I’ve been preparing for a teleseminar that I’m going to be teaching with a dear friend of mine, Natha Perkins, a wonderful life coach that also works to help women feel more empowered. One of the focuses of our class, called The Art of Loving Yourself, is how to learn to connect with our bodies and genuinely appreciate them.
Women (and men too, though not normally to the same extent) have been taught since we were young to devalue our bodies. We watched the women in our lives criticize themselves, picking apart their flaws and everything that they could find wrong with their bodies. I very rarely heard a woman say, “I love my eyes/legs/hair/anything!” It usually sounded more like this: “I need to lose weight/I’m fat/I hate my arms/I have the biggest nose/My breasts are too small (or too big)” and on and on and on.
Amongst girls and women, compliments are deflected and downplayed. A greeting of “You look beautiful today” is often met with, “Oh, thanks. I feel so fat and I couldn’t find anything to wear.” We band together in bemoaning the state of our bodies and spend more time sharing how we would like to make them better rather than celebrating them as they are.
I spent years hating my reflection. From the time that I started thinking about my appearance I know that I was more focused on finding its flaws than I was celebrating its symmetry, function, or usefulness. And then in my adult years, my skin broke out really badly a few times due to hormonal imbalances and what I know now to be a candida overgrowth. I could barely look at myself in the mirror and I would try to wash my face without even glancing at it. I brushed my teeth in the other room. When I did see myself looking back at me, I felt shame and self-hatred. I didn’t wear make-up because applying it required that I look in the mirror and really see my face. I hated to have pictures taken of me. I was already a depressed person and every time my skin broke out, I found myself just wanting to disappear.
It took years to get through the healing of this core issue: I felt betrayed by my body. What I was missing, and what I uncovered through my healing work, was the fact that I felt betrayed in my life. This was a physical manifestation that had arisen as a direct result of being raped. I had been betrayed by others and I felt like my body – my very person – had betrayed me that night as well. I blamed myself and I didn’t want anyone else to see me. Not only did I not feel attractive; I didn’t want to feel pretty. I wanted to not be noticed and to just disappear.
And as women, we are taught to feel betrayed by our bodies. This was a very natural place for me to go. Unless they are picture (read: Vogue) perfect, we are led to believe that we are less than. We are shown that it’s right and good to want to make alterations to our bodies to become more attractive to men. (I’m not criticizing anyone’s decision to do so; if it truly helps you to love and accept yourself then I’m all for it. I would ask you though to look at the emotions underneath the desire and to work through any emotional issues that might be present so that altering the body doesn’t become an endless loop of trying to find validation from without.) Truthfully, there are too many layers to this story for a 1,000 word blog post. My desire here is simpler, and I will return to it at the end of this post, since most of us are consciously aware of how we’re being manipulated into thinking that we need to look a certain way in order to find love and happiness.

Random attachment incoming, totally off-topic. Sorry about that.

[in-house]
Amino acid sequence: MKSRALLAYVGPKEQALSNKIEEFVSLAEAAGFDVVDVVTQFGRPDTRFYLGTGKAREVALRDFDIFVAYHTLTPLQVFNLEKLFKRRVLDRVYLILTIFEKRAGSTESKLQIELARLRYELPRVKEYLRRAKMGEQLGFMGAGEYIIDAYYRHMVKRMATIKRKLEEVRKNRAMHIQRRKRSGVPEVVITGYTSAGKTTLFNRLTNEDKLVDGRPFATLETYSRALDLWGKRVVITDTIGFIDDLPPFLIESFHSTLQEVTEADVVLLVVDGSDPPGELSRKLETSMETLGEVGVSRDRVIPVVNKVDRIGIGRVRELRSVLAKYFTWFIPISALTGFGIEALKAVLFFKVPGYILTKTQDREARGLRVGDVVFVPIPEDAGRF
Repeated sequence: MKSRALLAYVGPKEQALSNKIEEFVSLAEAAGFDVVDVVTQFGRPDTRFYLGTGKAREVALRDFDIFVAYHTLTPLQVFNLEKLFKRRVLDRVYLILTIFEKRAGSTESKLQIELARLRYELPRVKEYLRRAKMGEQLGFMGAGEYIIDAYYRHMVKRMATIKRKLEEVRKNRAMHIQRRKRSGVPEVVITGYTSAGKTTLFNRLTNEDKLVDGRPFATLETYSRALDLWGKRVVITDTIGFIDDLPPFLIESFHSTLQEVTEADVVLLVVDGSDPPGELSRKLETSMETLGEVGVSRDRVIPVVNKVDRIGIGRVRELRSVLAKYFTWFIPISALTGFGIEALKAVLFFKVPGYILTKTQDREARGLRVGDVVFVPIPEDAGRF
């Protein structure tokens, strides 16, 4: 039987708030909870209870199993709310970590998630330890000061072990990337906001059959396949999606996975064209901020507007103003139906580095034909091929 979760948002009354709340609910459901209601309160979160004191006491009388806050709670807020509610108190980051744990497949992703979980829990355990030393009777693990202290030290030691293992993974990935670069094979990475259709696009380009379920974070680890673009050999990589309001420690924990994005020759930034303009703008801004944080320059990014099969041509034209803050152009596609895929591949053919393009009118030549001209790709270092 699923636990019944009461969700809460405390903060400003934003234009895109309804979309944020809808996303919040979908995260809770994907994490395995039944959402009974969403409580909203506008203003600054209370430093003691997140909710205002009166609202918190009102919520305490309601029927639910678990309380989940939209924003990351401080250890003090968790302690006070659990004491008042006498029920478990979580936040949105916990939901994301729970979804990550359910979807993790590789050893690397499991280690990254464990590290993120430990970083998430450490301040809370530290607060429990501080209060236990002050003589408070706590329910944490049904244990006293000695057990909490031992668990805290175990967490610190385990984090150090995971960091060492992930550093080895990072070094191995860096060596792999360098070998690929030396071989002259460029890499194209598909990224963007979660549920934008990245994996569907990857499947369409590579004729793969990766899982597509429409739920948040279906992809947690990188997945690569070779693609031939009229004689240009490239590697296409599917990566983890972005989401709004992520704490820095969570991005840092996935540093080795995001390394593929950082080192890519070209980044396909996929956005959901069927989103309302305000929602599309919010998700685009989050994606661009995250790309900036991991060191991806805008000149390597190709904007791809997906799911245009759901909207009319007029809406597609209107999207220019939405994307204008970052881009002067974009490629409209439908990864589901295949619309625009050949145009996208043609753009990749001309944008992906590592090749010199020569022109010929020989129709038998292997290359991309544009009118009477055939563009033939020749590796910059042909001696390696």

I had already healed the physical effects of candida and I had done a lot of work with the underlying emotional causes, which helped to keep my from more flare-ups. As I continued to heal, and I really started to step back into my body and my power, I became aware of how withholding love and acceptance from myself was creating an attitude of self-deprecation that was manifesting as a physical symptom. All of those negative thoughts in the mirror were bouncing right back into my energy body and embedding them in my very cells. Our bodies hear and they respond to our thoughts. I knew that something had to change.
Working with Natha was an important piece of my healing puzzle. She helped me to get honest yet playful with myself. She supported me in taking little steps towards enhanced self-care that felt good to me. While working with her, I started to have fun with the mirror. I started to smile and even wink at myself. I laughed and played with make-up. I reinforced the work with her with energy work and journaling. I not only stopped criticizing myself, but I started actually complimenting myself. I got dry erase markers and started writing love notes on the mirror (my son thinks I’m a nut but he benefits from them too). I still notice when I have puffy eyes or a pimple, but they don’t define me anymore; it’s just a flag that I need more sleep or that I should drink more water.
To return to my above intention, I’m wondering what it would be like if we could all start by taking the self-criticism off the table. What if we could start by agreeing with our friends to accept all compliments with a “thank you” and a smile? What if we could allow ourselves to feel, for just a second, the love that was shared with us by the person that gave us the compliment? How much could shift just through this awareness and practice? I’d love for you to try this and to share your results with me!
For more information on the class I’m teaching with Natha, click here.
If you’ve experienced candida and are interested in finally uncovering the root emotional issues that are keeping you from enjoying total wellness, join me and Elicia Miller for a one week retreat in beautiful Santa Teresa, Costa Rica.